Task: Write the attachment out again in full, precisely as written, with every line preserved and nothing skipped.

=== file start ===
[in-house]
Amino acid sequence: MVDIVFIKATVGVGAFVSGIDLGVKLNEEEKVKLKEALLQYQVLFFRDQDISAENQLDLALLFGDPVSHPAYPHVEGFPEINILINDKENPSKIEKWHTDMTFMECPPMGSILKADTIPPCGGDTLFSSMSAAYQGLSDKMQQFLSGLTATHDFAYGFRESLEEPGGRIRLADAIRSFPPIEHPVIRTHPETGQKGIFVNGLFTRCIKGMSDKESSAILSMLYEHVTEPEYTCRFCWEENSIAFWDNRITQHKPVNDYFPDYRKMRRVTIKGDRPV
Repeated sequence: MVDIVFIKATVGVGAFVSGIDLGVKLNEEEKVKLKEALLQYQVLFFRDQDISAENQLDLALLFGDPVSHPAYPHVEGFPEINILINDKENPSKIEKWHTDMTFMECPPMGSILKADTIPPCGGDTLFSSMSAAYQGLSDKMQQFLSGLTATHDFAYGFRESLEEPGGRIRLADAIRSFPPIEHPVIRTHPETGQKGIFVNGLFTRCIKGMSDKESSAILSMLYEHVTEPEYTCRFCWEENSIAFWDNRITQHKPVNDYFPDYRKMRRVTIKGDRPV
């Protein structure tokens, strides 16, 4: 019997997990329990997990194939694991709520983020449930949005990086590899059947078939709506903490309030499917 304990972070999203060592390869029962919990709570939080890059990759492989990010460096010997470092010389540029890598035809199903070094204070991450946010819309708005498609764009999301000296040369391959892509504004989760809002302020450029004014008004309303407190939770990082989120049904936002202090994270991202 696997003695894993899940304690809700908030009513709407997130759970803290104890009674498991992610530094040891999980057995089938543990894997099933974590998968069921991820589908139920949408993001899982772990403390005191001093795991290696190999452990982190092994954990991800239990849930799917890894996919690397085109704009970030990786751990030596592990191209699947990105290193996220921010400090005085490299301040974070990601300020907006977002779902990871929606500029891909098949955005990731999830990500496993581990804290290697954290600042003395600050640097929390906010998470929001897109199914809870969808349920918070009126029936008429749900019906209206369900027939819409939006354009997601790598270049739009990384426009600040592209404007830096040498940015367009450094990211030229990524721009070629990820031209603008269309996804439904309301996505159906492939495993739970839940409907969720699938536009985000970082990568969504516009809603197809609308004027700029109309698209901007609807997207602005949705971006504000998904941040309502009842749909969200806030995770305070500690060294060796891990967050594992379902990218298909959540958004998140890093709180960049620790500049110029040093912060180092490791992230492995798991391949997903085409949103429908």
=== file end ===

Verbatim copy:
[in-house]
Amino acid sequence: MVDIVFIKATVGVGAFVSGIDLGVKLNEEEKVKLKEALLQYQVLFFRDQDISAENQLDLALLFGDPVSHPAYPHVEGFPEINILINDKENPSKIEKWHTDMTFMECPPMGSILKADTIPPCGGDTLFSSMSAAYQGLSDKMQQFLSGLTATHDFAYGFRESLEEPGGRIRLADAIRSFPPIEHPVIRTHPETGQKGIFVNGLFTRCIKGMSDKESSAILSMLYEHVTEPEYTCRFCWEENSIAFWDNRITQHKPVNDYFPDYRKMRRVTIKGDRPV
Repeated sequence: MVDIVFIKATVGVGAFVSGIDLGVKLNEEEKVKLKEALLQYQVLFFRDQDISAENQLDLALLFGDPVSHPAYPHVEGFPEINILINDKENPSKIEKWHTDMTFMECPPMGSILKADTIPPCGGDTLFSSMSAAYQGLSDKMQQFLSGLTATHDFAYGFRESLEEPGGRIRLADAIRSFPPIEHPVIRTHPETGQKGIFVNGLFTRCIKGMSDKESSAILSMLYEHVTEPEYTCRFCWEENSIAFWDNRITQHKPVNDYFPDYRKMRRVTIKGDRPV
């Protein structure tokens, strides 16, 4: 019997997990329990997990194939694991709520983020449930949005990086590899059947078939709506903490309030499917 304990972070999203060592390869029962919990709570939080890059990759492989990010460096010997470092010389540029890598035809199903070094204070991450946010819309708005498609764009999301000296040369391959892509504004989760809002302020450029004014008004309303407190939770990082989120049904936002202090994270991202 696997003695894993899940304690809700908030009513709407997130759970803290104890009674498991992610530094040891999980057995089938543990894997099933974590998968069921991820589908139920949408993001899982772990403390005191001093795991290696190999452990982190092994954990991800239990849930799917890894996919690397085109704009970030990786751990030596592990191209699947990105290193996220921010400090005085490299301040974070990601300020907006977002779902990871929606500029891909098949955005990731999830990500496993581990804290290697954290600042003395600050640097929390906010998470929001897109199914809870969808349920918070009126029936008429749900019906209206369900027939819409939006354009997601790598270049739009990384426009600040592209404007830096040498940015367009450094990211030229990524721009070629990820031209603008269309996804439904309301996505159906492939495993739970839940409907969720699938536009985000970082990568969504516009809603197809609308004027700029109309698209901007609807997207602005949705971006504000998904941040309502009842749909969200806030995770305070500690060294060796891990967050594992379902990218298909959540958004998140890093709180960049620790500049110029040093912060180092490791992230492995798991391949997903085409949103429908």